Intel has reduced its dependence on orders from manufacturers of traditional PCs by branching out. It also supplies producers of consumer electronics such as digital televisions, media recorders, smartphones, digital cameras, tablet computers and wireless devices.
International markets provide additional diversification, with foreign business constituting 80.3 percent of 2010 sales. The Asia-Pacific region accounted for 33.2 percent of the company’s 2010 sales and represented Intel’s largest market.
Demand for PCs in the developed economies of North America and Europe has weakened in recent quarters, but sales in emerging markets show continued strength. Intel reports particularly strong sales growth for its PC products in China, India and Indonesia.
The PC Client Group is the largest segment, accounting for $31.6 billion of 2010 revenue — 72.4 percent of the total. The unit supplies microprocessors and chipsets for desktops, notebooks and netbooks. The segment also produces circuit motherboards for desktop PCs and wireless connectivity products.
The Data Center Group produced $8.7 billion in sales — 19.9 percent of the total. It manufactures microprocessors, chipsets, motherboards and wired connectivity devices for servers, workstations, storage devices and other elements of data center and cloud computing systems. The continued increase in traffic on the Internet is among the segment’s growth drivers.
Other Intel architecture segments collectively generated $1.8 billion — 4.1 percent of the total. These smaller business units include Intel’s Embedded and Communications Group, which produces scalable microprocessors and chipsets for embedded applications.
The Ultra-Mobility Group markets microprocessors and chipsets used in mobile Internet devices. The Digital Home Group distributes components used in consumer electronics. Additional business sources accounted for $1.5 billion — 3.6 percent of 2010 revenue.
Institutions recently owned 68.3 percent of 5.2 billion shares outstanding, Morningstar reports. Executive officers and board directors held less than 1 percent. Competitive Landscape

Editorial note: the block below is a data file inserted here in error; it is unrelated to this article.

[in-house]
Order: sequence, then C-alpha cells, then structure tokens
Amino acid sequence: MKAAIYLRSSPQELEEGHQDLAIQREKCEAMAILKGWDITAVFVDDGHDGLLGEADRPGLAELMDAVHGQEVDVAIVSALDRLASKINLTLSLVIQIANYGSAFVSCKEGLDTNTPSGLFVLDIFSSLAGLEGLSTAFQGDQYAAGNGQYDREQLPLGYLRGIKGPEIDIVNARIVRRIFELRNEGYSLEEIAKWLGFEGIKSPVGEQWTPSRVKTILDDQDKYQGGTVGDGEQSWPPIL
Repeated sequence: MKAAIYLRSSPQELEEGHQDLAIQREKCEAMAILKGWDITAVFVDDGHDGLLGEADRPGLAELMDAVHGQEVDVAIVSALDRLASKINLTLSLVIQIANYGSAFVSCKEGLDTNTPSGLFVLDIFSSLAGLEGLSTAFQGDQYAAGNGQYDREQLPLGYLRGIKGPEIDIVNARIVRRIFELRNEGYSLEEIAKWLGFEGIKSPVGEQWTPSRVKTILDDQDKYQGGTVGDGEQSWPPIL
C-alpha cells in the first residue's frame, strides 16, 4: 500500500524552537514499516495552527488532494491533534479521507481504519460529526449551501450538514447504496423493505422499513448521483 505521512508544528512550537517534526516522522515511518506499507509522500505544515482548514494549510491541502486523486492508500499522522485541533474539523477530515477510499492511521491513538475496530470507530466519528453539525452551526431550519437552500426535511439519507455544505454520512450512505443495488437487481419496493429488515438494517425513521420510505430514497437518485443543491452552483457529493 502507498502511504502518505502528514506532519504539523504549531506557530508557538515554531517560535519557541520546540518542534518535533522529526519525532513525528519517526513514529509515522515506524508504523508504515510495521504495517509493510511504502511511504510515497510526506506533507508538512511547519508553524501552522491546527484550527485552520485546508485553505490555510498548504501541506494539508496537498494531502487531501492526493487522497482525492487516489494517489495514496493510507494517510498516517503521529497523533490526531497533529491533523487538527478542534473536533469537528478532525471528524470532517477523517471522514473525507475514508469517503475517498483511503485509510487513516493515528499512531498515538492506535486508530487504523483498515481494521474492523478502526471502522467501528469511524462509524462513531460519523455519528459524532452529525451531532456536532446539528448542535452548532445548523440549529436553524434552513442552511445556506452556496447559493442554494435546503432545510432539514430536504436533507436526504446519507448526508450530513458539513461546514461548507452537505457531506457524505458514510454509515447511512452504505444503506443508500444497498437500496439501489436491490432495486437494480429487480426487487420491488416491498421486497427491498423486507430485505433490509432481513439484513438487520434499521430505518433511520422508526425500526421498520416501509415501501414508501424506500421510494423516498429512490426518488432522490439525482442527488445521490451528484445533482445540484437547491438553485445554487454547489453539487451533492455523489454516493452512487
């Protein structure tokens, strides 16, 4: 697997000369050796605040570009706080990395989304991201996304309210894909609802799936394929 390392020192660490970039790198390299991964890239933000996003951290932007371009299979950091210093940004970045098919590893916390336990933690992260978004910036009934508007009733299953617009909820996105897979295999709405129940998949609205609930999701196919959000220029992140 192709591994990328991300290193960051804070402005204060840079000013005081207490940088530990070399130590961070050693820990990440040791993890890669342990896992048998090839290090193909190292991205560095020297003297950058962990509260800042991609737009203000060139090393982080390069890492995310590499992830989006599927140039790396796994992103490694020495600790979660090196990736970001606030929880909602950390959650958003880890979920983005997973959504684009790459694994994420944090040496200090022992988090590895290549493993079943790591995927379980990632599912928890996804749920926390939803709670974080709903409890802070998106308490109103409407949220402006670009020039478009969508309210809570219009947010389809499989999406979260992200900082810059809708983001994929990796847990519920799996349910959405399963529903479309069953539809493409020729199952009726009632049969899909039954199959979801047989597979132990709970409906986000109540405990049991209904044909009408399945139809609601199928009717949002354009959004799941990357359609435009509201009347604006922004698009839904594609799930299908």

Morningstar lists only publicly traded Advanced Micro Devices (AMD) as a competitor. Yahoo! Finance adds publicly traded Texas Instruments (TXN) and privately held Samsung Electronics. As Intel strives to diversify, however, an additional competitor is publicly traded ARM Holdings (ARMH). Based in the United Kindom, the company licenses its technologies and collects royalties for every installed chip.
ARM-based chips are believed to command up to 95 percent of the global market for use in devices such as smartphones and tablet computers. Its low-end chips consume less power — an important consideration in devices running on batteries.
Intel chips, in contrast, have better capabilities but require correspondingly more power to operate. The company is developing chips that will draw less power and therefore be more competitive for use in mobile devices.
At the same time, ARM is working on more capable chips that could challenge Intel in the company’s primary markets.
Intel added to its diversification by making two major acquisitions early this year. In February it paid $7.7 billion for McAfee, a leading supplier of computer security technology. McAfee reported sales of $2 billion in 2009.
Intel is introducing DeepSAFE, its first McAfee product since the acquisition. DeepSAFE combines hardware and software in a system designed to detect previously unknown security breeches in a computer.New Initiatives